Kristi Coulter

Thanks so much for this all-too-familiar observation. I remember when alcohol was my solution, and then it stopped being my solution; fun — fun with problems and finally, problems. As you so pointedly observed, the people you work with, the people you see ‘out there’ are all knee-deep in that solution — and they all come up with the same answers, unfortunately for both men and women, the aspect of denial is huge — that idiotic, bullshit posture that tells us this is the way we’re supposed to be — to have those expectations — to do those things we are told make us feel good or take us out of ourselves — to deny us of who we are — our authentic selves, as opposed to the fake ones we drag around all day — the fake ones who settle for trinkets and shiny objects and temporary fixes. You’re lucky — no — I don’t think luck has a lot to do with it — like you, I was willing, because I just couldn’t stand the idea of waking up in the morning and looking at myself in the mirror and saying “oh christ, YOU again’. Here’s the thing we all get to do when we become sober — we can lead by example — the example that says “you don’t have to get loaded if you don’t want to” — you can deal with the day to day and it no longer defines you. You can actually gain empathy towards people because you realize we’re all stuck in this — none of us will make it out of life alive, and that we’re denying ourselves of our humanity. And fuck those idiots who wonder why you don’t want to get drunk anymore — they look at you with a goodly degree of envy and wish. They look at you as someone who has gotten a life back — a life with wonder and possibilities — a life where you don’t have to pretend — a life where you get to be who you were always meant to be. That’s what this crazy thing called sobriety is all about. Not getting an old life back — but getting a new, full and amazing one. Yeah, you get to hang out in the deep end of the pool and you get to remember what you said the night before — and you get to have a meaningful conversation and not hear the same joke every five minutes — you get to wake up in the morning, and not come-to.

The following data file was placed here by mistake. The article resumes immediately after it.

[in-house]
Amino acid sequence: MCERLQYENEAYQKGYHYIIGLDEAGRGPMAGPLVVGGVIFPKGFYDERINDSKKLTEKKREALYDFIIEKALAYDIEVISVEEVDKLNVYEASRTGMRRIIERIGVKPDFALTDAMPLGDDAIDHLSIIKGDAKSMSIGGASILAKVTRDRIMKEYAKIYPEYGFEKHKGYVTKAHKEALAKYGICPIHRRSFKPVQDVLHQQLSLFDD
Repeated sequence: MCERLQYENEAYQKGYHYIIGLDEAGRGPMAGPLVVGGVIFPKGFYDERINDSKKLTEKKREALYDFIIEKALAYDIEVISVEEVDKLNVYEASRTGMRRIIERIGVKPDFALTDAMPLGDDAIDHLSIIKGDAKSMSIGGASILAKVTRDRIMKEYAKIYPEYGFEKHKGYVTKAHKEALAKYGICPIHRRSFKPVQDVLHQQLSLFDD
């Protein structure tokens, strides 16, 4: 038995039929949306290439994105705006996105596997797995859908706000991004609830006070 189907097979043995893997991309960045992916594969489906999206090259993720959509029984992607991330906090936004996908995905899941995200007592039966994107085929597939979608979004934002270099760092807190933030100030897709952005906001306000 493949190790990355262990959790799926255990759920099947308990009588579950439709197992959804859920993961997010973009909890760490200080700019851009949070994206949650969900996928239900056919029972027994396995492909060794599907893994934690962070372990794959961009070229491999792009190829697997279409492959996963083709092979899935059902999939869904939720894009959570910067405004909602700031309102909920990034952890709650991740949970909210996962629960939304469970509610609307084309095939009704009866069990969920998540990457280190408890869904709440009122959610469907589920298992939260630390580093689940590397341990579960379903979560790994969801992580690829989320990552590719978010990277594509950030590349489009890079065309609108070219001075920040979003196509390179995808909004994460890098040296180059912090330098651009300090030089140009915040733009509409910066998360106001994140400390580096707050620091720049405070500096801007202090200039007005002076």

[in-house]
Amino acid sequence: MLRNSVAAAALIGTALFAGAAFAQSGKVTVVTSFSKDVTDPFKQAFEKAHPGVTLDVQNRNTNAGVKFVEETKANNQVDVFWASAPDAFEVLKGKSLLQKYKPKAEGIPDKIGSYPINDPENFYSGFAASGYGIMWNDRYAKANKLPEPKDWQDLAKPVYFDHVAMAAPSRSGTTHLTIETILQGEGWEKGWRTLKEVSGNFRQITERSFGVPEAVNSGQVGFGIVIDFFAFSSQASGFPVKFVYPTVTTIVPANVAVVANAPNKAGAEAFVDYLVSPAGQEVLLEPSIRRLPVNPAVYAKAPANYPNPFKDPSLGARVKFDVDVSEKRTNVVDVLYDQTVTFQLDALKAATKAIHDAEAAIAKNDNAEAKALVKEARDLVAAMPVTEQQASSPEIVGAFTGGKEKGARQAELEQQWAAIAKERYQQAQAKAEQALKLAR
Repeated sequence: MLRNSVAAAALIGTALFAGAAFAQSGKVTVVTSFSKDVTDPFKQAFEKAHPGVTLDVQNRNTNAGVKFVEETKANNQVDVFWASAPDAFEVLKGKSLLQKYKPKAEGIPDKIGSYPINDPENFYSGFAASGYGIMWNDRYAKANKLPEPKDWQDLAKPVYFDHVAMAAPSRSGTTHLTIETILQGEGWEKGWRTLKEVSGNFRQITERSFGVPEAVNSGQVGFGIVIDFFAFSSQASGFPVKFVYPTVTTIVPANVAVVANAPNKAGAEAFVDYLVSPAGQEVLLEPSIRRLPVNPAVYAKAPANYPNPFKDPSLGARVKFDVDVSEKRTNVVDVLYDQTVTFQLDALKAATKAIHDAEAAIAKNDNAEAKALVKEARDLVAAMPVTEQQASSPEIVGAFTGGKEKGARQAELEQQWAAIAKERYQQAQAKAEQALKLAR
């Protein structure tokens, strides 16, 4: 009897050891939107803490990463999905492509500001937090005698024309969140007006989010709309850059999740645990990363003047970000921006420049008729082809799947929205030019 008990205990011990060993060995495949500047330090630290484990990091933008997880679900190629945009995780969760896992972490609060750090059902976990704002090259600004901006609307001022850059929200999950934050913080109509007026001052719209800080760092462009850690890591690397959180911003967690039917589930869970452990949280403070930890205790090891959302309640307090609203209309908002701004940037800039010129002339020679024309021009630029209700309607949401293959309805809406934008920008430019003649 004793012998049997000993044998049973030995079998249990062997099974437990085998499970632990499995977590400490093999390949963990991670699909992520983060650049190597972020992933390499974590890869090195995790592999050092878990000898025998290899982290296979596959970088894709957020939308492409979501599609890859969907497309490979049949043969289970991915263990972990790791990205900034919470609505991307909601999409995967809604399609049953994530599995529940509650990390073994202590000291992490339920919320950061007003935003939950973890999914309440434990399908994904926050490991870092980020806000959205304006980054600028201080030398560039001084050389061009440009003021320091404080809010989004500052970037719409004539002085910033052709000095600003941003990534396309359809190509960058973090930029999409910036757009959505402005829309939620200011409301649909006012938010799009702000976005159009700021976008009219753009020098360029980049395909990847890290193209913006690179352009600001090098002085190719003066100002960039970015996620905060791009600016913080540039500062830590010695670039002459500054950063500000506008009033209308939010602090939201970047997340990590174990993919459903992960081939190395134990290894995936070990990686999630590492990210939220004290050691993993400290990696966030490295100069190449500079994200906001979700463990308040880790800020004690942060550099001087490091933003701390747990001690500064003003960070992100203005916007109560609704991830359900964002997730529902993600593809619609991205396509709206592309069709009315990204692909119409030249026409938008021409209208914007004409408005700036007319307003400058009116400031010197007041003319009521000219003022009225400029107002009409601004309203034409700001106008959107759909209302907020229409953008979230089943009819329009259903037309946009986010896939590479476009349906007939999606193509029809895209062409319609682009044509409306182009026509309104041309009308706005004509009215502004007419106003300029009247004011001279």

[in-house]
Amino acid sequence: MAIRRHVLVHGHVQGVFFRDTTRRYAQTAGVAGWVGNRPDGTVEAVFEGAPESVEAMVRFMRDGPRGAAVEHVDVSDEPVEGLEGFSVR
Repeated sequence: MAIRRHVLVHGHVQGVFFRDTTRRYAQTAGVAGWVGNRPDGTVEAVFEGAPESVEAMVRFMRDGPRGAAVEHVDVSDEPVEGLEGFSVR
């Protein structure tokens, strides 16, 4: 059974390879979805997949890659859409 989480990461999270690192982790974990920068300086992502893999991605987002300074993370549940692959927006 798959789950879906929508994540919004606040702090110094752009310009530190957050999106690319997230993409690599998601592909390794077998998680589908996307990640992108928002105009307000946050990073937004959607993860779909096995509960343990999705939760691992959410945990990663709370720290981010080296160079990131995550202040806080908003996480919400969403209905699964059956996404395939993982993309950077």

I cannot begin to tell you the number of newcomers I see every day — lost because their best imaginary friend, the one who lives inside their head, has continued stabbing them in the back and they want it to stop. Betrayed because all the bullshit they’ve read and watched and were told were just manipulations to get and buy and be things that are false and made up and useless. Women who have been fed unreal expectations and told lies over self-image and self-worth are filled with a sense of dread and shame. But the thing that’s lovely about AA, and you don’t have to be a fan or believe in the 12-steps to know that people who have been there, done that and come out the other side, are there to tell you about it and to tell you it’s okay — you can be who you are and no one will judge you, no one will point fingers and blame.

You have two years — and what’s happening to you is one of the promises and gifts they always talk about. Finding a new life. But more than that, you gain empathy, an understanding we’re all in this boat together. Sure, there are assholes — lots of assholes- the Bro Culture is alive and well and we’re saving seats for them. You just don’t have to be part of it — you don’t have to participate. You get to be yourself — and fuck them if they don’t like it. For the first time, you get to like who YOU are — and it shows. Believe me, it shows.

In essence, you GO girl!

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